In the 1970s and '80s Cook and her husband Josť Barreiro, a Cuban-born activist and academic, worked with the Kanienkehaka Longhouse Council of Chiefs at Akwesasne, where she was Women's Health Editor of Akwesasne Notes, a clearinghouse of information for the emerging Indian consciousness movement. She toured the U.S. and Canada with White Roots of Peace, a group she describes as "a traveling university" through which participants learned Native knowledge from elders and imparted it to others.

Cook took up midwifery after participating in the 1977 conference at Loon Lake, NY, where traditional chiefs, clan mothers, and young activists from the Six Nations worked to define sovereignty for Native peoples. In 1978 she did an apprenticeship in spiritual midwifery at The Farm in Tennessee, followed by clinical training at the University of New Mexico Women's Health Training Program. Struck by Pueblo and Navajo women's lack of knowledge regarding reproduction in general and Native birthing traditions in particular, Cook recognized this loss of self-knowledge and cultural ways as a consequence of colonization.

Cook attended the founding meeting of Women of All Red Nations (WARN) in 1978 and went on to work at the Red Schoolhouse Clinic, a WARN project in Minneapolis-St. Paul, where she trained an Anishnabe Birthing Crew and created the Women's Dance Health Program. After returning to Akewsasne, Cook obtained grant from the Ms. Foundation for Women to establish a Dance Health Program there. In 1983 Cook launched the Mother's Milk Project to monitor the environmental impact of industrial development created by the St. Lawrence Seaway Project of the 1950s. Mother's Milk provides direct services and advocacy in Akwesasne, which Canada has singled out as the most contaminated of 63 Native communities. As a result of Cook's efforts, Akwesasne became the first community to include human health research in the Superfund Basic Research Program.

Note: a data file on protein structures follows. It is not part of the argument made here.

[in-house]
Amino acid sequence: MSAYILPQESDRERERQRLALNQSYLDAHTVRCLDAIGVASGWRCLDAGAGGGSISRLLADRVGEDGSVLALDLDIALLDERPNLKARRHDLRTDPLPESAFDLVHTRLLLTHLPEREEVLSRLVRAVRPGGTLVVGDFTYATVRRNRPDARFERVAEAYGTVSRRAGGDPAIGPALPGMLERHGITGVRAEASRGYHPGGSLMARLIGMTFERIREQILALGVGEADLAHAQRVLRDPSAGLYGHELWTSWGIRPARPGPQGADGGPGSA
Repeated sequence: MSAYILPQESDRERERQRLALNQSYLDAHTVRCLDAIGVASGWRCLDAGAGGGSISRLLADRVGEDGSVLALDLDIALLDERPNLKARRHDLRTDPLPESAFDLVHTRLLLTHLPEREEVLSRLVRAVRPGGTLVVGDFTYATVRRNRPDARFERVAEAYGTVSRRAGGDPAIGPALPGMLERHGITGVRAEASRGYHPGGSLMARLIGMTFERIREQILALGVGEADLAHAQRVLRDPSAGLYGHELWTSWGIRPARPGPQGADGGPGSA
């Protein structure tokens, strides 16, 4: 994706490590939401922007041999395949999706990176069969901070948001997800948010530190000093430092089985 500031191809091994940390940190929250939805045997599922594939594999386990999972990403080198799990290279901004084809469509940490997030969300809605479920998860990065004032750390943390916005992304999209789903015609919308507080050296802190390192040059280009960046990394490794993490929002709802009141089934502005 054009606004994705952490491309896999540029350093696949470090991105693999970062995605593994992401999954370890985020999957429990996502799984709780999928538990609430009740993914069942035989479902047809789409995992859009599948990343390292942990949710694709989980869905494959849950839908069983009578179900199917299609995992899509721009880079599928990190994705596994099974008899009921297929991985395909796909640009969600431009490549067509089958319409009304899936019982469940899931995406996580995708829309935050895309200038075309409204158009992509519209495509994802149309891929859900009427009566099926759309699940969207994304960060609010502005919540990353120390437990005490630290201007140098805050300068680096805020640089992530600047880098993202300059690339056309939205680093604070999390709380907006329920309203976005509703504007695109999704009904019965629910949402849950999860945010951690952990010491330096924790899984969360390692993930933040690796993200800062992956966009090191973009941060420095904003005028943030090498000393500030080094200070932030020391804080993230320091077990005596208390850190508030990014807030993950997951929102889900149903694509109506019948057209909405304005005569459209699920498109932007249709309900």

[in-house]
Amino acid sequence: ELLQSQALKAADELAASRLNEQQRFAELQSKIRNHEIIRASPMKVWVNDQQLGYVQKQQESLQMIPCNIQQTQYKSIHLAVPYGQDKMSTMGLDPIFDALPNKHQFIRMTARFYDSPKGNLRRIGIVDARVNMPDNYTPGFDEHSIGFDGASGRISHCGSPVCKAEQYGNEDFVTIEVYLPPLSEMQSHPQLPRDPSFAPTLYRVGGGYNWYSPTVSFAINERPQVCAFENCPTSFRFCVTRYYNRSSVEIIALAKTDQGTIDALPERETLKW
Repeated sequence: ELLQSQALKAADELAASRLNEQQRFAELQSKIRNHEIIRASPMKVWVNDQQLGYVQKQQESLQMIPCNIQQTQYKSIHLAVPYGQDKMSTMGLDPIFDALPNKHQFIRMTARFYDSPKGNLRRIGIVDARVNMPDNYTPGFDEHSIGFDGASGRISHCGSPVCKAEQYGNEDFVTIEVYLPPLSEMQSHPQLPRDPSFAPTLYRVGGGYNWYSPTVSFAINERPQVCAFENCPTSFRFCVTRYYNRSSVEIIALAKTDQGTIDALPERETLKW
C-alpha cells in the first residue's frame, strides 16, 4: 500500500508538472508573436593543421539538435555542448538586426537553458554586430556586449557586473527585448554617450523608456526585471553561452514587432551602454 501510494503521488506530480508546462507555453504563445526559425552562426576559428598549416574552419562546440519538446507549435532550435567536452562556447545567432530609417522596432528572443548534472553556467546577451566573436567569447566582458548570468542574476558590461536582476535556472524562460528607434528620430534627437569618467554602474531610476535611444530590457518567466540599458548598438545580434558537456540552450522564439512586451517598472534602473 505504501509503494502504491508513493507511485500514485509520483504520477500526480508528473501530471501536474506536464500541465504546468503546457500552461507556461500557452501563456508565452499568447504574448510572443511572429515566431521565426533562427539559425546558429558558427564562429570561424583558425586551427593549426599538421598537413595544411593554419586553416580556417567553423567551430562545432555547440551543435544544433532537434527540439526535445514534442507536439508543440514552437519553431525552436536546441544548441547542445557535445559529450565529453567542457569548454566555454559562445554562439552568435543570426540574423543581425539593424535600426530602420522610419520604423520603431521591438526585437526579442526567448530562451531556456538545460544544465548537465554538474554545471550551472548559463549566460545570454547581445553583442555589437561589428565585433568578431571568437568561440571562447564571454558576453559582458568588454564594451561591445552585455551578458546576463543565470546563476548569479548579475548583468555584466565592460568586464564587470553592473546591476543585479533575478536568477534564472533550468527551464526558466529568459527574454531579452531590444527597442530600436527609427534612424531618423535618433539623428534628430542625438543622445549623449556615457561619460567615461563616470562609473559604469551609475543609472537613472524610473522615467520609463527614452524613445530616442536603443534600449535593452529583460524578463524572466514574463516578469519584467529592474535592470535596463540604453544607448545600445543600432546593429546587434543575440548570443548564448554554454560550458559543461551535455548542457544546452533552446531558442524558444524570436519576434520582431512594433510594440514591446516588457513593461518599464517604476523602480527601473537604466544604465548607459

Cook has served as a lecturer in the Department of Environmental Health and Toxicology at the University of Albany School of Public Health. As a Visiting Fellow at Cornell University's American Indian Program, she worked on environmental justice issues within the Six Nations Iroquois communities. In 2001 she served as the Dr. T.J. Murray Visiting Scholar in Medical Humanities at Dalhousie University, and has lectured on the subject of alternative and complementary therapies at the State University of New York at Buffalo Medical School and at Cornell University.

Cook has participated in national and international women's health movements, including service on the board of the National Women's Health Network, involvement in the Nestle boycott, and work with Mayan midwives in Guatemala. She monitors indigenous rights in the drafting of midwifery legislation and is the founding aboriginal midwife of the Six Nations Birthing Centre where she assists with student training, curriculum development, and community education. Cook is director of the Iewirokwas Midwifery Program of Running Strong for American Indian Youth. Supported by a Ford Foundation grant, she is currently developing the First Environment Institute to restore indigenous puberty rites as means of advancing maternal and child health on the Akwesasne and Pine Ridge reservations. She is also conducting research with the Indian Health Service and writing Daughters of Sky Woman: A Cultural Ecology of Birth.

Katsi Cook's papers and an oral history are in the Sophia Smith Collection.

Anna Holley

Anna Holley graduated from Smith in January of 2012 with a major in the Study of Women and Gender and a concentration in social justice. She joined the academic rigor of Smith after transferring from a small school in rural Iowa. She describes leaving the humble cornfields of Iowa as challenging, but describes her Smith career as "transformative." Holley worked in the Sophia Smith Collection both as a student assistant and a researcher, writing several academic papers analyzing the oral histories of Loretta Ross and Katsi Cook.

Anna Holley
Anna Holley